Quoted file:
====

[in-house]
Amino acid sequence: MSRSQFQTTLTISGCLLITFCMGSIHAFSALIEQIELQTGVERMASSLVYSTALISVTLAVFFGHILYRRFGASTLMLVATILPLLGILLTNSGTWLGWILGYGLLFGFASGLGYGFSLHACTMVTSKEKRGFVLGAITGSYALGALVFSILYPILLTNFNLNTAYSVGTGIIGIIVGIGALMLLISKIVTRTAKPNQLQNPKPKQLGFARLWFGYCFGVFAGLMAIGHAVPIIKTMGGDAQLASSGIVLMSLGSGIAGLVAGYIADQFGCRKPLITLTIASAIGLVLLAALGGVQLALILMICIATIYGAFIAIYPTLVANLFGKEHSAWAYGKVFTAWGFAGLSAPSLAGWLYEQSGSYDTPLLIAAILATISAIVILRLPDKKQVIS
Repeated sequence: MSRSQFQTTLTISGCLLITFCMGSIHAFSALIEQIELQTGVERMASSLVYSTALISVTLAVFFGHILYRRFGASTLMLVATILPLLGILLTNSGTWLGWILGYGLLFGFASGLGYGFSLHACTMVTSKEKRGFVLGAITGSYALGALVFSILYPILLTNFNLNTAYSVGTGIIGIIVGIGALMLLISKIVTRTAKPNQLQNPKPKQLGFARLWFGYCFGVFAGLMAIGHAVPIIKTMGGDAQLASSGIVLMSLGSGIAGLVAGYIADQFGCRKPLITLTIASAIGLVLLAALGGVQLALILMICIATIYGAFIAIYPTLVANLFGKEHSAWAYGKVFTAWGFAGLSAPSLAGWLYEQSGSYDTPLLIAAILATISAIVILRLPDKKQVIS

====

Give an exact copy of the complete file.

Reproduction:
[in-house]
Amino acid sequence: MSRSQFQTTLTISGCLLITFCMGSIHAFSALIEQIELQTGVERMASSLVYSTALISVTLAVFFGHILYRRFGASTLMLVATILPLLGILLTNSGTWLGWILGYGLLFGFASGLGYGFSLHACTMVTSKEKRGFVLGAITGSYALGALVFSILYPILLTNFNLNTAYSVGTGIIGIIVGIGALMLLISKIVTRTAKPNQLQNPKPKQLGFARLWFGYCFGVFAGLMAIGHAVPIIKTMGGDAQLASSGIVLMSLGSGIAGLVAGYIADQFGCRKPLITLTIASAIGLVLLAALGGVQLALILMICIATIYGAFIAIYPTLVANLFGKEHSAWAYGKVFTAWGFAGLSAPSLAGWLYEQSGSYDTPLLIAAILATISAIVILRLPDKKQVIS
Repeated sequence: MSRSQFQTTLTISGCLLITFCMGSIHAFSALIEQIELQTGVERMASSLVYSTALISVTLAVFFGHILYRRFGASTLMLVATILPLLGILLTNSGTWLGWILGYGLLFGFASGLGYGFSLHACTMVTSKEKRGFVLGAITGSYALGALVFSILYPILLTNFNLNTAYSVGTGIIGIIVGIGALMLLISKIVTRTAKPNQLQNPKPKQLGFARLWFGYCFGVFAGLMAIGHAVPIIKTMGGDAQLASSGIVLMSLGSGIAGLVAGYIADQFGCRKPLITLTIASAIGLVLLAALGGVQLALILMICIATIYGAFIAIYPTLVANLFGKEHSAWAYGKVFTAWGFAGLSAPSLAGWLYEQSGSYDTPLLIAAILATISAIVILRLPDKKQVIS